There’s little room left to doubt whether Galveston County’s pretrial detention practices need reform.
Assessments from three different groups, including one commissioned by the county, have found that problems in the pretrial release program were keeping people locked up who should be out on bail, which was inflating the jail population and costing taxpayers more money.
That’s a serious problem for many reasons, not the least of which that it’s unconstitutional and could put the taxpayers on the hook for legal expenses and leaves the county vulnerable to coming under a reform order issued by some court or judge.
The situation is better than it could be, however, because county leaders have acknowledged there are problems and demonstrated the intention to make reforms, rather than getting defensive and digging in for a fight.
The most recent assessment came from the American Civil Liberties Union, which called for changes in the county’s pretrial detention practices and reforms in the county criminal justice system’s treatment of accused persons.
Among other things, the group found that arrestees booked into the jail were being held for days without counsel, without a meaningful bail hearing and without state-mandated procedures to release qualified arrestees for mental health treatment.
“The result is an overcrowded jail where more than 70 percent of people behind bars are innocent people awaiting trial,” Trisha Trigilio, a staff attorney with the ACLU, told the county in a letter.
The ACLU has been investigating the county’s legal system since at least March, according to emails between the county and organization.
While the union described the reforms it suggested as voluntary, county officials said meeting the requirements could help ward off a lawsuit from the organization.
Similar litigation against Harris County prompted a federal judge in April to rule the county’s bail bond practices unconstitutional and ordered certain reforms. Harris County appealed the ruling and it’s before the Fifth U.S. Circuit Court of Appeals in New Orleans.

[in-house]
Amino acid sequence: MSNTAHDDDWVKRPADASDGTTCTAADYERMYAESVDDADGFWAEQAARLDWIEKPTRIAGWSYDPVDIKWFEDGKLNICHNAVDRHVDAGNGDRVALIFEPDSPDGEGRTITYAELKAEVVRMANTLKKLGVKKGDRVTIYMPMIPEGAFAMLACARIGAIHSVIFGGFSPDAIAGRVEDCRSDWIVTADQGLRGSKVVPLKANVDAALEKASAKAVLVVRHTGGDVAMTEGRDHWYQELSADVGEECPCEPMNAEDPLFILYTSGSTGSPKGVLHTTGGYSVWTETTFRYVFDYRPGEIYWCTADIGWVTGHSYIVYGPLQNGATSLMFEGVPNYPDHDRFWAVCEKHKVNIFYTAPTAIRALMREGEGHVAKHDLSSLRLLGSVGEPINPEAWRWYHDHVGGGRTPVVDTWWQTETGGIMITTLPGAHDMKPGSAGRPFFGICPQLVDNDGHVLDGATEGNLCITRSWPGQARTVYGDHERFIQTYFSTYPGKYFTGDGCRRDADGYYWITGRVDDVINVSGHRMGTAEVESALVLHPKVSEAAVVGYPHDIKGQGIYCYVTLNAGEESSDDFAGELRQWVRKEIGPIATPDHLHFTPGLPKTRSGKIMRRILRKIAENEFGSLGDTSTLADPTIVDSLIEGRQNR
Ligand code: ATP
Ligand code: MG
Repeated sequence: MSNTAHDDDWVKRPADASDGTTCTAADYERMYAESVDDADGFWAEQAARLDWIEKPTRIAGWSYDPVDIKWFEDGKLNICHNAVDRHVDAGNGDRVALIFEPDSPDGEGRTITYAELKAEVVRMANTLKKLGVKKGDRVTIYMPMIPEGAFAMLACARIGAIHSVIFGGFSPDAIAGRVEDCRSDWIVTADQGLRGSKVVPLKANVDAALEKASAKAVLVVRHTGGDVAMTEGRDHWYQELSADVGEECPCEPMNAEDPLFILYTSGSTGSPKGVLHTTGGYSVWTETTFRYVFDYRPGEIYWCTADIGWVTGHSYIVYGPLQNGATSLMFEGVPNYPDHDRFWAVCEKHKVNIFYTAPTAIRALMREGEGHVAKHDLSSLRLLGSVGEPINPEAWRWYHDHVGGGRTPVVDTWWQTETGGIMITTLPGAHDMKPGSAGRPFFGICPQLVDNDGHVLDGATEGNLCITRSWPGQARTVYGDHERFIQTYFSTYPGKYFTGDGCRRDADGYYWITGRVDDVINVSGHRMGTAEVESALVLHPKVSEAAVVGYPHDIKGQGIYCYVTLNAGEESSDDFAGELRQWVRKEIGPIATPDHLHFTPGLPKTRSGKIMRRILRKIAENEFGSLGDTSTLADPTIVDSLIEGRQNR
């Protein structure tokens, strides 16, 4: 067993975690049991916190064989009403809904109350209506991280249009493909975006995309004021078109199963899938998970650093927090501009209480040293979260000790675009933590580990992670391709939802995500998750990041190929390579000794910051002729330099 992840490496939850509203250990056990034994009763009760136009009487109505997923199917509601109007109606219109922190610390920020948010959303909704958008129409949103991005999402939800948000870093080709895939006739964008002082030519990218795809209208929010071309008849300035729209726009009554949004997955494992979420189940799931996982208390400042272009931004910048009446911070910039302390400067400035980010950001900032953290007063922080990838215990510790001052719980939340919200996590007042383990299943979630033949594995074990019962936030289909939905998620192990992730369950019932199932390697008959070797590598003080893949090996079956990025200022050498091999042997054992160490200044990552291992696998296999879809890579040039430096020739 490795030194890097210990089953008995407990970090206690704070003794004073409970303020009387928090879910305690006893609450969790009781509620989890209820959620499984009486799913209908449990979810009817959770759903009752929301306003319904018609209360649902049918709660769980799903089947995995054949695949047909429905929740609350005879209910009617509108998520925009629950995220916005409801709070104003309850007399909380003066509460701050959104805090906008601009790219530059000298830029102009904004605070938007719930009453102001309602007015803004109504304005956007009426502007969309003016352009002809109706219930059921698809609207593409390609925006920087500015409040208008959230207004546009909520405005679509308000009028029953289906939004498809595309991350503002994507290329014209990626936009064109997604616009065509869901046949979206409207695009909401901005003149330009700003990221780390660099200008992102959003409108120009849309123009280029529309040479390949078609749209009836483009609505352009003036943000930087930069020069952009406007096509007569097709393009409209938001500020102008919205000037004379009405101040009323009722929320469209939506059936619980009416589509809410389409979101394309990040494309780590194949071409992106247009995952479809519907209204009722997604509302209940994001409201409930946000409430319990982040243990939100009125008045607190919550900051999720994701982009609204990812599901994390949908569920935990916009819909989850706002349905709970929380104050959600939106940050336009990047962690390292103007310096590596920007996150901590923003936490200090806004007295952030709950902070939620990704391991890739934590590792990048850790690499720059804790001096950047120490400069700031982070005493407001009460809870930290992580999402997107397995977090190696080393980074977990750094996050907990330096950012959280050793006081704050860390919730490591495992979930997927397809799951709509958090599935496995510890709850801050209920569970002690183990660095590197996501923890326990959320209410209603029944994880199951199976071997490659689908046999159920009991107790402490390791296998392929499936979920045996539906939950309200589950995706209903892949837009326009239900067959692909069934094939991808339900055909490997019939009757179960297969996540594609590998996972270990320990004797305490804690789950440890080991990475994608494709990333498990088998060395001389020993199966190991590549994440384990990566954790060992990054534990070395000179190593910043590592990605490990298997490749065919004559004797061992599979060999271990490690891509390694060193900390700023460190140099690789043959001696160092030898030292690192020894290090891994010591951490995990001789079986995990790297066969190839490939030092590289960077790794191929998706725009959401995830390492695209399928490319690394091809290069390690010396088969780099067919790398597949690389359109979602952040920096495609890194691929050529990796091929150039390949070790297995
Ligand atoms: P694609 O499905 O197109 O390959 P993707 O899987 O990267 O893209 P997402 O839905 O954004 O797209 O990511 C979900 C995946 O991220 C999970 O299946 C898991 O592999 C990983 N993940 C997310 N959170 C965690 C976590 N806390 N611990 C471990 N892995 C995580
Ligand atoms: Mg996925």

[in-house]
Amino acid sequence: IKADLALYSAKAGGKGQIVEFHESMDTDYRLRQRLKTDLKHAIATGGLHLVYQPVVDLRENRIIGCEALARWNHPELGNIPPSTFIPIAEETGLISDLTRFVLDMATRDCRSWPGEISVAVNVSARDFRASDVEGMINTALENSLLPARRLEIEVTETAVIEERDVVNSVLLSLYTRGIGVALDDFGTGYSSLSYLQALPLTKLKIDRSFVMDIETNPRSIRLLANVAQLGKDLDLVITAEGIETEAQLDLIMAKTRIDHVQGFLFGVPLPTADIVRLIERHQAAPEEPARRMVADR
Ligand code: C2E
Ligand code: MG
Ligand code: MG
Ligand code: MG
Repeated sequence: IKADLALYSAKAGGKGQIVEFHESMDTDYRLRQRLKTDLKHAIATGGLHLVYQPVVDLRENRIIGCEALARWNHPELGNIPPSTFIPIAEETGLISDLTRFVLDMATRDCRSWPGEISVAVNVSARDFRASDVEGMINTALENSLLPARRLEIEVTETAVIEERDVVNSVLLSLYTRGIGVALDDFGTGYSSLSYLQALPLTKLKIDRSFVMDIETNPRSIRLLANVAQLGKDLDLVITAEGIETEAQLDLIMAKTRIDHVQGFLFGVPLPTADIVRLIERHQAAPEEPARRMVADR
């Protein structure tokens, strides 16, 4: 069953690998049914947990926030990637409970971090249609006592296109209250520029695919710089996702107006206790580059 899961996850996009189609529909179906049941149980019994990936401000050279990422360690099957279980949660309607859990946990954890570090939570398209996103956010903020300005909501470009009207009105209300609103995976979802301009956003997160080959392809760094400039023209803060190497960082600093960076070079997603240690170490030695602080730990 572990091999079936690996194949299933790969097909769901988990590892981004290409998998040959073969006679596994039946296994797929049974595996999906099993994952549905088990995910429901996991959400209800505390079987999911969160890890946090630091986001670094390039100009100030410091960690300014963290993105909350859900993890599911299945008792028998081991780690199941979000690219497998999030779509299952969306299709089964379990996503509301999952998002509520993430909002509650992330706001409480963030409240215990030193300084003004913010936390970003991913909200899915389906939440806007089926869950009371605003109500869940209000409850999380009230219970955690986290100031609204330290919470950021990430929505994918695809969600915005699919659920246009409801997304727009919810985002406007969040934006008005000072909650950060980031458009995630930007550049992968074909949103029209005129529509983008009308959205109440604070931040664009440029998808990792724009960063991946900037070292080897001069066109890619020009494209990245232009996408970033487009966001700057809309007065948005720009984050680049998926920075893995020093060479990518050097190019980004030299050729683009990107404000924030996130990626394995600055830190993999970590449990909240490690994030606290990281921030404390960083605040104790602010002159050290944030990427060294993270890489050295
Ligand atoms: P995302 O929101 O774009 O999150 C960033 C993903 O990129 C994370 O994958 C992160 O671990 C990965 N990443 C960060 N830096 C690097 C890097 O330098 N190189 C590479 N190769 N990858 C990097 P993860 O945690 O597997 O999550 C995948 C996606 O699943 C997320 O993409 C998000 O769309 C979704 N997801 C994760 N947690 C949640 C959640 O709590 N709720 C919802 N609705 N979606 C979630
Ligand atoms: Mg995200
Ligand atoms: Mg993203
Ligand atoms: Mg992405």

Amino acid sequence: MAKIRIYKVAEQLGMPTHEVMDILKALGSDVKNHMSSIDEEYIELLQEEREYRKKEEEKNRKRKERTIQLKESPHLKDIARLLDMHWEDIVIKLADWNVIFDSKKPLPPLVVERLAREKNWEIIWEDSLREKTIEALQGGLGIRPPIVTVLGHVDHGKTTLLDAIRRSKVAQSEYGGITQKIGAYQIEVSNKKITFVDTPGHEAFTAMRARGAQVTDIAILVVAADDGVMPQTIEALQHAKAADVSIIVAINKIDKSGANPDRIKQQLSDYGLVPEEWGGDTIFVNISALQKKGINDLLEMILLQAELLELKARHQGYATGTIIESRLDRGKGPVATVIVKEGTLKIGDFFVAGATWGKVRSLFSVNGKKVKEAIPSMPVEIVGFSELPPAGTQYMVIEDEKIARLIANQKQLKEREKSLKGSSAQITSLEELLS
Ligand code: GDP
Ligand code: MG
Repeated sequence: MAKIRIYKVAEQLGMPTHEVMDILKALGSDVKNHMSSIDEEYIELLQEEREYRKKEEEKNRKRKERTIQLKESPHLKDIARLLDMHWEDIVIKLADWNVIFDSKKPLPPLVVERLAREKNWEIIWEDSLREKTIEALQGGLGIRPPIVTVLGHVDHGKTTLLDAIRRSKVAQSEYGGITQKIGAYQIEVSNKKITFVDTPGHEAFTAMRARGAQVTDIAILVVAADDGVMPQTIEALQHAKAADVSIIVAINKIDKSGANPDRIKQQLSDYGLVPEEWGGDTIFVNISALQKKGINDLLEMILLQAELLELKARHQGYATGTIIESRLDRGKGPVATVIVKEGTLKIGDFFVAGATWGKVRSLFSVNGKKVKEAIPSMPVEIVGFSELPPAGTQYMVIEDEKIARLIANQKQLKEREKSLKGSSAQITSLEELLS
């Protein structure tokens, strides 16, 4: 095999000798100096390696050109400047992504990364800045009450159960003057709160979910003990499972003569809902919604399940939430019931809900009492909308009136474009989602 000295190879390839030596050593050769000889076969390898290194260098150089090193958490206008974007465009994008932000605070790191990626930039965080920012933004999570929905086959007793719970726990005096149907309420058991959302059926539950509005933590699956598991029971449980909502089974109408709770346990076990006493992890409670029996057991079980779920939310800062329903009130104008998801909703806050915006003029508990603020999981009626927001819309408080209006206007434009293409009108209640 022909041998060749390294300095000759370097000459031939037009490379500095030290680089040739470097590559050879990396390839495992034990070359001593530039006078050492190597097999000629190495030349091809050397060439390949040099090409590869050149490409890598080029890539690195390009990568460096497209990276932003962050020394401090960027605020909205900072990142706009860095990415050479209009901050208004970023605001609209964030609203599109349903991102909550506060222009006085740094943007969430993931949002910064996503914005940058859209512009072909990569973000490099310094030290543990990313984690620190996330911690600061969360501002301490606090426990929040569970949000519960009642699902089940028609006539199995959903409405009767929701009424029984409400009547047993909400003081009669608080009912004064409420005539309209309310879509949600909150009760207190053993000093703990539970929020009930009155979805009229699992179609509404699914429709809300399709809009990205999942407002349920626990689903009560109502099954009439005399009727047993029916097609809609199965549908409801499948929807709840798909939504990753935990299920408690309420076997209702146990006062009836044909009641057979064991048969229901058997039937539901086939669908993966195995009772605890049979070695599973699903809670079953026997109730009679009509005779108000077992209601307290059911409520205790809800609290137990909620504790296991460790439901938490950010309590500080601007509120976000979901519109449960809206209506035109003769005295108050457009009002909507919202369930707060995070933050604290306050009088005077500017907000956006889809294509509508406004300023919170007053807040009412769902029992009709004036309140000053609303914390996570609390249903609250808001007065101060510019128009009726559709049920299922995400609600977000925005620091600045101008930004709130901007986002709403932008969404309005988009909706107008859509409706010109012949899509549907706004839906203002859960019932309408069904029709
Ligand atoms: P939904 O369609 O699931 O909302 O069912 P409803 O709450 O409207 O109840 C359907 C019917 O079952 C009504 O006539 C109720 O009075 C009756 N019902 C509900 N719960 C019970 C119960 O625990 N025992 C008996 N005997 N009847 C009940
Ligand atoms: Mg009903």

The good news is that even before the ACLU launched its investigation, the county had been attempting to reform its bond system to protect the civil liberties of the accused and avoid litigation, said Paul Ready, an attorney for Galveston County who has been helping lead the county’s ongoing efforts to make criminal justice reforms.
“We see that there’s a problem and are trying to fix it,” Ready told a Daily News reporter recently.
In early September, county commissioners voted 4-1 on a resolution stating they were willing to spend as much as $2 million in 2018 to implement bail bond reforms.
The resolution also supported ending pretrial detention for people accused of misdemeanors and state jail felonies and releasing the accused on nonfinancial conditions, according to the resolution.
The commissioners court also would consider other ACLU proposals, the resolution said.
These sorts of disputes between the government and activist groups such as the ACLU often end up in court, cost taxpayers a lot of money and sometimes result in the loss of local control of local operations through judicial action.
Galveston County so far is taking a better path, one that could lead to reforms that make the activists happy, do better by people accused of crimes and save the taxpayers some money. The commissioners should be commended for that.
• Michael A. Smith